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PUBLISHED : Thursday, 24 January, 2013, 12:00am
UPDATED : Thursday, 24 January, 2013, 5:23am

Heavier penalties needed to deter cover-ups of accidents in China

Hu Shuli says two recent cases show up China's lax supervision of power and the distorted incentives that encourage local governments to lie

The attempted cover-up of two recent industrial accidents in Shanxi dealt yet another blow to government credibility in China.

In the first, the China Railway Tunnel Group - a supposedly "well-managed state-owned enterprise" - tried to cover up a deadly explosion at a railway tunnel project, even going so far as to move the bodies elsewhere for cremation.

In the second, the Changzhi plant of the Shanxi Tianji Coal Chemical Industry Group leaked nine tonnes of the toxic chemical aniline into a local river. The accident came to light only after the city of Handan, downstream in Hebei , raised the alarm about the quality of its drinking water.

The Changzhi government said it took the matter for a "minor incident" and did not report it to higher authorities. Many questions about the case have yet to be answered and only frontline workers have been held accountable so far.

Such cover-ups recall the painful memory of the Sars outbreak in 2003, where an official cover-up slowed down efforts to contain the contagion. The heavy price in lives lost should have awakened officials to the dangers of such malfeasance. Sadly, that is not the case. Caixin has found that, in Shanxi alone, officials tried to cover up at least four serious accidents last year. Similar cover-ups also happened in the other provinces, including Henan and Hunan .

The consequences of a cover-up can be grave, often involving a bigger loss of life and property. Take the Shanxi aniline leak. This accident was not of the same scale as the benzene spill in Songhua River or the algal bloom that plagued the polluted Lake Tai. If Shanxi officials had alerted the public to the contamination early on, fewer people would have been affected. At the very least, rumours would not have spread and public panic could have been averted.

Worse, a cover-up adds to the mistrust of government. As some commentators have noted, the consequences of a cover-up are more harmful than the accident officials were trying to cover up in the first place.

The central government in fact demands the timely reporting of accidents. In 2007, the State Council set out the rules on the reporting and investigation into work accidents, and no fewer than six agencies - including those in charge of state inspection, public security and work safety - have jointly issued a notice urging local governments to "step up their efforts to investigate any accident cover-up and punish those responsible according to law", and the closer supervision of any official lapse.

Why, then, do officials still seek to delay reporting on work accidents, or omit, misrepresent or even lie about the facts? Why, in some parts of China, has this behaviour become the norm rather than the exception? The answer is that the gain from hiding the truth far outweighs the potential punishment if one were found out.

Private companies keep quiet about workplace accidents for fear of a loss of business, preferring to pay off the victims and their family. By contrast, the managers of state-owned enterprises don't care about the business; they worry about losing their position. Government officials have rather more to fear. They worry that they might be blamed for lax supervision; or they may have growth targets they are anxious to meet; or if corruption were involved in dealings with the company in trouble, they fear being found out. All in all, hiding the truth would seem the rational choice.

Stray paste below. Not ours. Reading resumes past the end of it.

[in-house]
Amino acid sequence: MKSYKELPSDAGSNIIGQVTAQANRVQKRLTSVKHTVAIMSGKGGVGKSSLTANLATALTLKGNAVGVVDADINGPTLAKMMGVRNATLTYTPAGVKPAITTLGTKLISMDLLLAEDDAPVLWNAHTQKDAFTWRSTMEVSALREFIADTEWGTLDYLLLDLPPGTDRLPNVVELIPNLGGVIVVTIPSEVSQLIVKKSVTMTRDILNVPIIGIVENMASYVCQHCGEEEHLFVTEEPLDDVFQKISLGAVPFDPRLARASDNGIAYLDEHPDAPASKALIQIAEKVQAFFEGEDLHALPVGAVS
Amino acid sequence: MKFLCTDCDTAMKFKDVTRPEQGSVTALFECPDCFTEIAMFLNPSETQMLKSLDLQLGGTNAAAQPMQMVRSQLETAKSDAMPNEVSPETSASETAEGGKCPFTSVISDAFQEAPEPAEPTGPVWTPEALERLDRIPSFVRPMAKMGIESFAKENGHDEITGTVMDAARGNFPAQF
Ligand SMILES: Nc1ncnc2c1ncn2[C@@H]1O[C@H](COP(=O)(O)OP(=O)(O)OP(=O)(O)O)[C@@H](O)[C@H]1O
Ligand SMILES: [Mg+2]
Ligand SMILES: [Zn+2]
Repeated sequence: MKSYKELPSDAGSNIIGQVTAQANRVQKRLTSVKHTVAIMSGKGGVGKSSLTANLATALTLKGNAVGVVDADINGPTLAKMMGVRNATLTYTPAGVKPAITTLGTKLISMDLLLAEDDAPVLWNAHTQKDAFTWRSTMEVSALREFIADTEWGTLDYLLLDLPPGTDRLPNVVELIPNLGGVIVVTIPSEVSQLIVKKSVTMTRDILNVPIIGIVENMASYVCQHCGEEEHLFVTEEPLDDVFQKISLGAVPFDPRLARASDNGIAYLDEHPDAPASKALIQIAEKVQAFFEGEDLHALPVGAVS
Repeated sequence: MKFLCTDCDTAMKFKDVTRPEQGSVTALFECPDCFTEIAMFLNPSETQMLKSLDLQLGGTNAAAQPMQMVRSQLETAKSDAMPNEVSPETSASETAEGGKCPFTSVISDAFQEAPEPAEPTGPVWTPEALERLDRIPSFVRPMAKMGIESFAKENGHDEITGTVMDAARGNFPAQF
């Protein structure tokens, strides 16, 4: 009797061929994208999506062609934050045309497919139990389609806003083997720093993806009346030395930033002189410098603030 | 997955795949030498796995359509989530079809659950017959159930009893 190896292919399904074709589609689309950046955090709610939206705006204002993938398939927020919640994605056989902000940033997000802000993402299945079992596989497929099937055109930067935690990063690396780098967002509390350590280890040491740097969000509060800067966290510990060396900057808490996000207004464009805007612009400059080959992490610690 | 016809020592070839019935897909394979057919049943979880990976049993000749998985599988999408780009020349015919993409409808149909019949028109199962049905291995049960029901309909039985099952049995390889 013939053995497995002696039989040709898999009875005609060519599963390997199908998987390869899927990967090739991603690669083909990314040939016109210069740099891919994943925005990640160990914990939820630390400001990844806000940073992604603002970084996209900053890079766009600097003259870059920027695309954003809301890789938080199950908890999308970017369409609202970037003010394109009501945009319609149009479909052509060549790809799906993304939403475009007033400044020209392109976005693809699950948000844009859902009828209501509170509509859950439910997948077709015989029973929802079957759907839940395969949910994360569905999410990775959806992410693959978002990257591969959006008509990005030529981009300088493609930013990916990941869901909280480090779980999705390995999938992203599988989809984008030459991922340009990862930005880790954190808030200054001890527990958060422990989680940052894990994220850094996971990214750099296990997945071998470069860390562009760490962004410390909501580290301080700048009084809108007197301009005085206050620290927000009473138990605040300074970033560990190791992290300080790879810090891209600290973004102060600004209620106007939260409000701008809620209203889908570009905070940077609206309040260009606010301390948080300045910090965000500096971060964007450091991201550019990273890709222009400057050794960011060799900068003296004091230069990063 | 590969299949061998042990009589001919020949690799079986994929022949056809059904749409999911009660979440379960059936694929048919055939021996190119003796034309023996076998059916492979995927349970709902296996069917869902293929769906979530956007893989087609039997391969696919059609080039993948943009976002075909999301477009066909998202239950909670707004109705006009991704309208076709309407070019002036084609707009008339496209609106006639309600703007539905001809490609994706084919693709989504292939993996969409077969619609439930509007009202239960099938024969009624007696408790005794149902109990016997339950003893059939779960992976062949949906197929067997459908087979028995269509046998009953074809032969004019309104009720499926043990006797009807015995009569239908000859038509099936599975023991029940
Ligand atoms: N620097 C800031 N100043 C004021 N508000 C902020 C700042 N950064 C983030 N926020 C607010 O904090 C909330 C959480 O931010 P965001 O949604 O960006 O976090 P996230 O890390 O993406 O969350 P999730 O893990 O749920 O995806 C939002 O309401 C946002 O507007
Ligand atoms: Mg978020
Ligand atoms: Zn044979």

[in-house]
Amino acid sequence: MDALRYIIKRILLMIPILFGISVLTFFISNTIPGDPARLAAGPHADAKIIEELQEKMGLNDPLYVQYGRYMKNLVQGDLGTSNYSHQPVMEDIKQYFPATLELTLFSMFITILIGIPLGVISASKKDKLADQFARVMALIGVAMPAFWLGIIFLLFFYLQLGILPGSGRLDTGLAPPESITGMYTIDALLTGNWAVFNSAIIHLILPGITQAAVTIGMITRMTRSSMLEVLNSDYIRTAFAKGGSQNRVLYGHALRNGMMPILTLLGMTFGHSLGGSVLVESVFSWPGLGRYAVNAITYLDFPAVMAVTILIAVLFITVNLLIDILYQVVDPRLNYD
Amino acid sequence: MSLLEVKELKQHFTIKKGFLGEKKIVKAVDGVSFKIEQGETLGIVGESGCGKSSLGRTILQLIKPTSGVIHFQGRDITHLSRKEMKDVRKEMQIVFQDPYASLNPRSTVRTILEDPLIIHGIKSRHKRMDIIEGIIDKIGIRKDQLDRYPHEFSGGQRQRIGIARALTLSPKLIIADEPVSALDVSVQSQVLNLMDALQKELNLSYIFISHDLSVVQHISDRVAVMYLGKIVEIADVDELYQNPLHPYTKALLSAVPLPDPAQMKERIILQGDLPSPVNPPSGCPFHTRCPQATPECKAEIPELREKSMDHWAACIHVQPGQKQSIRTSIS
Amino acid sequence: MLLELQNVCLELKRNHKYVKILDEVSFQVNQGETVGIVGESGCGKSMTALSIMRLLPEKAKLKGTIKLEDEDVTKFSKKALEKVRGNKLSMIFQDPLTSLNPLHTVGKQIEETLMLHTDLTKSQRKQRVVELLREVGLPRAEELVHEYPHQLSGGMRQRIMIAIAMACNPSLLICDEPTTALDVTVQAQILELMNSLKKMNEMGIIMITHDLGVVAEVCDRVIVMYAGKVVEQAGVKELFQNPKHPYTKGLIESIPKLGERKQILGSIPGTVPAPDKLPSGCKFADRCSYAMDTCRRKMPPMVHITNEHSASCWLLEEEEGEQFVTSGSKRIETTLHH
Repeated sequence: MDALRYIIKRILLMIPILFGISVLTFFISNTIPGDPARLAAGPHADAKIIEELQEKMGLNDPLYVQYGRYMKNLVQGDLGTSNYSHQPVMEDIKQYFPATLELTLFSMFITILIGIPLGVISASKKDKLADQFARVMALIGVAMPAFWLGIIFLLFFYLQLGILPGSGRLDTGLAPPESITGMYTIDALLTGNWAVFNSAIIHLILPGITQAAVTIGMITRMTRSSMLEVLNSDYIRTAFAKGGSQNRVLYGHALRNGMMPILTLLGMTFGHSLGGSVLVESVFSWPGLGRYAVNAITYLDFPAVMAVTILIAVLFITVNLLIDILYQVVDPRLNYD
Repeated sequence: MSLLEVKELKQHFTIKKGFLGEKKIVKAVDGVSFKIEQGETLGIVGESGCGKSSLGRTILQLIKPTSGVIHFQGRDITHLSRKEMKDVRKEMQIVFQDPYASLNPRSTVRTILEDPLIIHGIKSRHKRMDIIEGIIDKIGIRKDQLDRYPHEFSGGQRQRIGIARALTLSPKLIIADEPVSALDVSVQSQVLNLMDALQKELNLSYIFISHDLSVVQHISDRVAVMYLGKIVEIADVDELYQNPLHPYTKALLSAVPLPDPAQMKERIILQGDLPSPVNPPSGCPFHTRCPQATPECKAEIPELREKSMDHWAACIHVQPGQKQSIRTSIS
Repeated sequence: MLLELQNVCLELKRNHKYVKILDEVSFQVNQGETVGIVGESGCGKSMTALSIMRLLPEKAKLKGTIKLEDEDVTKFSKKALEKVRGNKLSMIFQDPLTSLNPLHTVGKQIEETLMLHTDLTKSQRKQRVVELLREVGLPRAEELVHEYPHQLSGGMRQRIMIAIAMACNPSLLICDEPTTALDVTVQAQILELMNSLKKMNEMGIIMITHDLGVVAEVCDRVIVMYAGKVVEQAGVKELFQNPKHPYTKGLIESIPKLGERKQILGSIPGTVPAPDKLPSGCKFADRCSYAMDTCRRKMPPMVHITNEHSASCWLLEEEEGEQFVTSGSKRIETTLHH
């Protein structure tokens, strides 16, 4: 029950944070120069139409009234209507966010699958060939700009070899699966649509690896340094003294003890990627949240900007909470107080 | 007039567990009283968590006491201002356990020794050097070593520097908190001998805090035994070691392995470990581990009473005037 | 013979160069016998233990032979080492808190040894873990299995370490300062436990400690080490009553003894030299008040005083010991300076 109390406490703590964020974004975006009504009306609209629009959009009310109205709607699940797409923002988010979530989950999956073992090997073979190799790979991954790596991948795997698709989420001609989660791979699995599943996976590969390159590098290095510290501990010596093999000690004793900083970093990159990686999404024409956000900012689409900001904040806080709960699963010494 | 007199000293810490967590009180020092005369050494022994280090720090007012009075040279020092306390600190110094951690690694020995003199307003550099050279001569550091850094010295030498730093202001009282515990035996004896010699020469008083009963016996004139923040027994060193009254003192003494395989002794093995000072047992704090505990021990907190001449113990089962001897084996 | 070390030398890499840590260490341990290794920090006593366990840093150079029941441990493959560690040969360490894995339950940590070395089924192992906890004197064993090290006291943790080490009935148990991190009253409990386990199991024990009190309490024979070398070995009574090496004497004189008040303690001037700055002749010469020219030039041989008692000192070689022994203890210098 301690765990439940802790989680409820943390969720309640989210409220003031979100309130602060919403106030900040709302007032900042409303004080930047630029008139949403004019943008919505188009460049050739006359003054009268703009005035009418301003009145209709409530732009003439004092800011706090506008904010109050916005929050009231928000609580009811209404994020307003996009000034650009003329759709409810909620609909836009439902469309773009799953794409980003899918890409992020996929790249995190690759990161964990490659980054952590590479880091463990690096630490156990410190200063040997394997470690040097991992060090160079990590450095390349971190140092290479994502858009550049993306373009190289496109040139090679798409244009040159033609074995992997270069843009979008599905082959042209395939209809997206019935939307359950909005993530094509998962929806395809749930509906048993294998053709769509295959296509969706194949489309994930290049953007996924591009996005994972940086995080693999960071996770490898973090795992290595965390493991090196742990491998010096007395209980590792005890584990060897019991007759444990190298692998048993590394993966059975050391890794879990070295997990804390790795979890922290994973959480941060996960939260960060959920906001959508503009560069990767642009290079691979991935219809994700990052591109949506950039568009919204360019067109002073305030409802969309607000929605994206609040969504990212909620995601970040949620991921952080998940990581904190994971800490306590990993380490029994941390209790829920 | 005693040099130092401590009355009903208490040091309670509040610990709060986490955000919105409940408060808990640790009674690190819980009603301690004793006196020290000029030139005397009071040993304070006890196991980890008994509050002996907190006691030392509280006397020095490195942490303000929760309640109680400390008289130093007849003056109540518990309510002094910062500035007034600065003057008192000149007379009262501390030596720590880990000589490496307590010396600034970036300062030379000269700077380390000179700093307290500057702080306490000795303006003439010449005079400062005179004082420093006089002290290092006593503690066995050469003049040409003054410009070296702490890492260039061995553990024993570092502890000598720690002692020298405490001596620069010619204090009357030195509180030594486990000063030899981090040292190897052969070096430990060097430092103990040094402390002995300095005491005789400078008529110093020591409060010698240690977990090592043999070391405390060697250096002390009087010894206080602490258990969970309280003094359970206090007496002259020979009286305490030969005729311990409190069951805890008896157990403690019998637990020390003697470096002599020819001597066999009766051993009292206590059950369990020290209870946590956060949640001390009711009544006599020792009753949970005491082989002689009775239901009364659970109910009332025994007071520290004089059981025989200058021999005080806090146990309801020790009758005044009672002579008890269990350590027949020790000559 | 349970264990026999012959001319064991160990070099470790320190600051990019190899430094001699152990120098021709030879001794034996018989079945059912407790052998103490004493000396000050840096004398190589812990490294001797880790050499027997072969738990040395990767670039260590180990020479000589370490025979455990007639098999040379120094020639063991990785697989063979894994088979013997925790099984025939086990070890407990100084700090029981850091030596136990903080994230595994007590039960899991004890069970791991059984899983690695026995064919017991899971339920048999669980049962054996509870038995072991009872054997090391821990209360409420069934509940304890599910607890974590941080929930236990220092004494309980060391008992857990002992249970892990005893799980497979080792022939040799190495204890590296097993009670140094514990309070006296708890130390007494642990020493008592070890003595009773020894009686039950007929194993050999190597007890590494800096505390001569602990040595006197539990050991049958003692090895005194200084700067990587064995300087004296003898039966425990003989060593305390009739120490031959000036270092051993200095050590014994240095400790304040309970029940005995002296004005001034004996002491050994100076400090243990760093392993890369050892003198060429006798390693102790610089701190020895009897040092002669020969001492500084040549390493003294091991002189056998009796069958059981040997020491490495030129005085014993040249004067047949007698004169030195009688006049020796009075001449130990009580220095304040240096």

These distorted incentives must change. First, we should strengthen oversight. Within the system, the National People's Congress and the Chinese People's Political Consultative Conference must step up their supervision of government power; outside the system, the public can be an effective watchdog. Increasingly, the media and internet users have played critical roles in the exposure of these cover-ups.

Second, any cover-up must be severely punished. Under new rules that took effect on January 9, the judiciary and state prosecutors will seek to deal more harshly with any failure of reporting that "prolongs the damage, causes it to be more serious, or delays rescue efforts". We can only hope this rule will be strictly enforced.

After the severe acute respiratory syndrome outbreak, hopes were high that officials would henceforth be held accountable for any cover-up. It has been disappointing that, since then, some officials responsible for the Sars debacle, and others, were able to quietly make a comeback; some were even promoted. Clearly there's much work to be done. A more effective system is desperately needed in a place like Shanxi, which appears plagued by workplace accidents.

China can also learn from overseas experience. For example, Britain's 2004 Civil Contingencies Act sets out the government's responsibilities to inform and warn citizens in an emergency, and gives citizens the right to sue in case of a cover-up.

Whether or not those involved in a cover-up can be punished by law reflects the standards of governance. China needs to build a strong monitoring and accountability system, and get the incentives right, so that the cost of covering up an accident outweighs the benefits of doing so.

In Shanxi, officials have promised a thorough investigation into the aniline spill, and said they would punish anyone found guilty of a cover-up. We hope we don't have to wait long for action.

This article is provided by Caixin Media, and the Chinese version of it was first published in Century Weekly magazine. www.caing.com

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